Introduction to Computational Reproducibility (and why we care)

Introduction to Computational Reproducibility (and why we care)

Please cite as:
Barba, Lorena A. (2017): Introduction to Computational Reproducibility (and why we care). figshare.

Introduction & motivation on the first day of the workshop "Essential skills for reproducible research computing," at Universidad Técnica Federico Santa María (January 2017):

[slide 7]
The American Physical Society (APS) in its Ethics & Values document (1999) explains their position on "What is Science?" It says: "The success and credibility of science are anchored in the willingness of scientists to […] Expose their ideas and results to independent testing and replication by others. This requires the open exchange of data, procedures and materials."

[slide 8]
The journal Nature published a News Feature article on October 2010 discussing the failings of computational science:
The article mentions that coding problems can sometimes cause substantial harm, and have forced some scientists to retract papers. It tells the story of a structural-biology group at Scripps Institute, led by Geoffrey Chang ... in 2006, the team realized that a code they were using had a sign error, which reversed two columns of data, causing their protein structures to be completely wrong.

[slide 9]
Screenshot from Science, 22 December 2006.
Chang and co-authors were forced to retract five papers published in Science, the Journal of Molecular Biology and the Proceedings of the National Academy of Sciences, between the years 2001 and 2005.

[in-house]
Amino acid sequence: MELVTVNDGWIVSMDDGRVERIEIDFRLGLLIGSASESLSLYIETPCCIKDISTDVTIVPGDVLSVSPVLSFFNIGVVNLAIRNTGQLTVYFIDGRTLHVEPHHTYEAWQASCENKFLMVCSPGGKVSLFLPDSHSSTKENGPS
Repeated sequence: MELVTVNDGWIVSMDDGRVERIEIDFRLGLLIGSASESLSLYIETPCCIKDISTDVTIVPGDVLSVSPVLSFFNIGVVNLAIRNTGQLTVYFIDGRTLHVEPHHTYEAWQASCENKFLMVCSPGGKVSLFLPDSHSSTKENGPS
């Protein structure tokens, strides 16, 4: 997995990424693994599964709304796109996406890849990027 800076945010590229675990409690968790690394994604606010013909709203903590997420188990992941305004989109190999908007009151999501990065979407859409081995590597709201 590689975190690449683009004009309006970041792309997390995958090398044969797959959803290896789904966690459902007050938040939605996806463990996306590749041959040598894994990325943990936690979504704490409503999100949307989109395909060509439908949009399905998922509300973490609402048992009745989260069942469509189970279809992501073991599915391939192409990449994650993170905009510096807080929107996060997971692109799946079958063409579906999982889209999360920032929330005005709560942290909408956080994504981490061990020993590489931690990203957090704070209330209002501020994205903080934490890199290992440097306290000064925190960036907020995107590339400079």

[slide 10]
Quote from Nature (2010):
As a general rule, researchers do not test or document their programs rigorously, and they rarely release their codes, making it almost impossible to reproduce and verify published results generated by scientific software …

[slide 11]
Quote from Nature (2010):
"There are terrifying statistics showing that almost all of what scientists know about coding is self-taught," says Wilson. "They just don't know how bad they are."
The Nature piece quotes Greg Wilson, leader of the “Software Carpentry” workshop series ... he ran an online survey in 2008 of 2,000 researchers working with computers in one way or another.
– only 47% of scientists have good understanding of software testing
– only 34% of scientists think that formal training in developing software is important
– 38% of scientists spend at least 1/5 of their time developing software

[slide 12]
And it continues to happen. A paper in the Journal of Clinical Oncology, published online in January 2016 (March 2016 in print) contained analysis that mislabeled a data in a column, affecting how a substantial set of clinical results from 1990 to 2008 entered into the conclusions. Some of the conclusions were incorrect and the paper had to be retracted.

The principal investigator said that the coding error was made by a doctoral student, but gave no specifics.

You could say that this is just bad luck, that the PI can’t really have avoided this, mistakes happen, etc. But the fact is that there are engineering practices to ensure quality of research software that could have prevented this: these practices are part of what we call “Reproducible Research” and include version control, code reviews, code testing, study replication, and others.
See Retraction Watch:

[slide 13]
Screenshot from The New York Times: "The Excel Depression"
Two economists at Harvard University, Carmen Reinhart and Kenneth Rogoff, published a study in 2010 titled “Growth in a time of Debt,” suggesting a negative effect on growth from the national debt. It appeared in a non peer-reviewed issue of the American Economic Review.